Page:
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Why are there no black Koch brothers?

There are many rich nonwhite Americans, but a lack of nonwhite megadonors could hamper Democratic hopes of winning back Congress.
Image: FILE PHOTO: Oprah Winfrey with her Cecil B. DeMille Award at the 75th Golden Globe Awards in Beverly Hills
Oprah Winfrey poses backstage with her Cecil B. DeMille Award at the 75th Golden Globe Awards in Beverly Hills on Jan. 7.Lucy Nicholson / Reuters

The full version of this story was originally published by The Center for Public Integrity, a nonprofit, nonpartisan investigative news organization in Washington, D.C.

Media mogul Oprah Winfrey is worth nearly $3 billion.

Basketball legend-turned-businessman Michael Jordan's net worth is a reported $1.65 billion.

Businessman and philanthropist Robert Smith is worth more than both of them with an estimated net value of $4 billion-plus.

All three black billionaires are known as generous philanthropists, but not big political givers — they are rarely mentioned in the same breath as political megadonors Charles and David Koch, George Soros and Tom Steyer.

Former NBA star and current owner of the Charlotte Hornets, Michael Jordan, smiles at reporters in Chicago on Aug. 21, 2015. Charles Rex Arbogast / AP

Winfrey, Jordan and Smith aren’t anomalies, either. The nation’s wealthiest African-Americans are decidedly reluctant campaign contributors, almost completely ceding the rarefied rank of "political megadonor" to older, white men, according to a Center for Public Integrity analysis of Federal Election Commission and Center for Responsive Politics data.

Since 2010, when the Supreme Court decided Citizens United v. FEC and opened floodgates to unlimited spending in elections, minority donors have been all but absent from every federal election’s top 100 political spenders list, the analysis found.

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Critics of the nation's campaign money system say lawmakers are increasingly beholden to a very small pool of aging white donors who don't reflect a country that's becoming younger, blacker and browner.

The success of Democrats' mission to retake control of the U.S. House and Senate in the 2018 midterm elections depends heavily on convincing people of color to vote in a post-Barack Obama era. Democrats recently announced a new campaign aimed at turning out nonwhite voters. In addition, a new cluster of left-leaning super PACs and grassroots political groups — with names such as BlackPAC, Black Economic Alliance and Asian American Victory Fund — have sprung up in support. Some of these groups depend heavily on funding from white donors.

Portrait of billionaire philanthropist Robert Smith, after an interview by Lonnie G. Bunch III, director of the Smithsonian's National Museum of African American History and Culture, in Washington on August 23, 2016.Ricky Carioti / The Washington Post/Getty Images file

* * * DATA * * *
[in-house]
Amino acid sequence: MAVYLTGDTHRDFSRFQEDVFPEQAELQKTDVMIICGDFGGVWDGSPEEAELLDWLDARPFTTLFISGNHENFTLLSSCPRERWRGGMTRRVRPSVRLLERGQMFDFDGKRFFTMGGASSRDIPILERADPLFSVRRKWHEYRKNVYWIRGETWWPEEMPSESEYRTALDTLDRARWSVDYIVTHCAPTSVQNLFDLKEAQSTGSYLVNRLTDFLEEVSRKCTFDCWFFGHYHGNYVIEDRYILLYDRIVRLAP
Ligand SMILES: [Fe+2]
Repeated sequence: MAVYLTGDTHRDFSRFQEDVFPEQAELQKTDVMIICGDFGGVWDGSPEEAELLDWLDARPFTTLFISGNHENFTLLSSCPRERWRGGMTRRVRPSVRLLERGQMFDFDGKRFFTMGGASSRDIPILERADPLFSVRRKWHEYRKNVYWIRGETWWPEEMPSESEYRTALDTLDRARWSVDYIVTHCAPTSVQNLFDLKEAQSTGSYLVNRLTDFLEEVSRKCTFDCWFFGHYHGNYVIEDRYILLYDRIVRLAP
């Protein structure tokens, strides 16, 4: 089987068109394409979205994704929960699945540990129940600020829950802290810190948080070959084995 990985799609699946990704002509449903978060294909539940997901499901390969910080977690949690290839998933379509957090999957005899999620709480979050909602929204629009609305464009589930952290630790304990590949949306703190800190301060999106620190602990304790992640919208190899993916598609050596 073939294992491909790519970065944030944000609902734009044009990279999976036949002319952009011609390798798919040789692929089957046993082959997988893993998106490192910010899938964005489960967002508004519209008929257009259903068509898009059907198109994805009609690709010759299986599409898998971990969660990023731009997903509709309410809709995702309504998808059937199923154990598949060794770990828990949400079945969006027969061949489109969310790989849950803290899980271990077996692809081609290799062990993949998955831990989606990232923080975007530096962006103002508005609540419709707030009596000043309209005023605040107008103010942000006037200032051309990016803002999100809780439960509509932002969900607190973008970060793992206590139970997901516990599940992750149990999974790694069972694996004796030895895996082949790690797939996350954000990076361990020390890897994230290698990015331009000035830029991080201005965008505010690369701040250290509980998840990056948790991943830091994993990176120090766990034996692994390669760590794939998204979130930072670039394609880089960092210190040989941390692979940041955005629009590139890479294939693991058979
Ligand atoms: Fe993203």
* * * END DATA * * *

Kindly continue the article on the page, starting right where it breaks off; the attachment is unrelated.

Quentin James, founder of The Collective PAC, whose mission is to help elect African-American candidates to office, said black donors don’t prioritize political giving, thwarting their impact on the political process.

"We've been told the biggest lie in politics, which is that the only thing that matters is your vote," James said, citing the ramifications of the Citizens United decision. "If our community wants to be fully taken into account in this political system, our dollars have to matter as much as our votes."

Take billionaire and Las Vegas Sands Corp. owner Sheldon Adelson, a fervent advocate for Israel.

Adelson, together with his wife, Miriam Adelson, contributed almost $82.6 million to mostly Republican or conservative political causes during 2015 and 2016 alone. Trump initially painted Adelson as a political puppet master, but Adelson subsequently became a top Trump backer anyway.

Adelson's reward? Trump heeded his calls to ditch the United States' nuclear agreement with Iran and move the U.S. Embassy in Israel from Tel Aviv to Jerusalem.

There's no black analogue to Adelson. Not even close.

Oakland-based real estate investor and developer Wayne Jordan is the only African-American to appear in the top 100 donors list since 2009, according to data from the Center for Responsive Politics. The Rock the Vote founder and his wife, M. Quinn DeLaney, have together given Democratic political candidates and committees more than $6 million since 2007, according to data from the Center for Responsive Politics. Jordan, who contributed to Obama's 2013 inaugural committee, declined requests for comment.

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The Center for Public Integrity is a nonprofit, nonpartisan investigative news organization in Washington, D.C.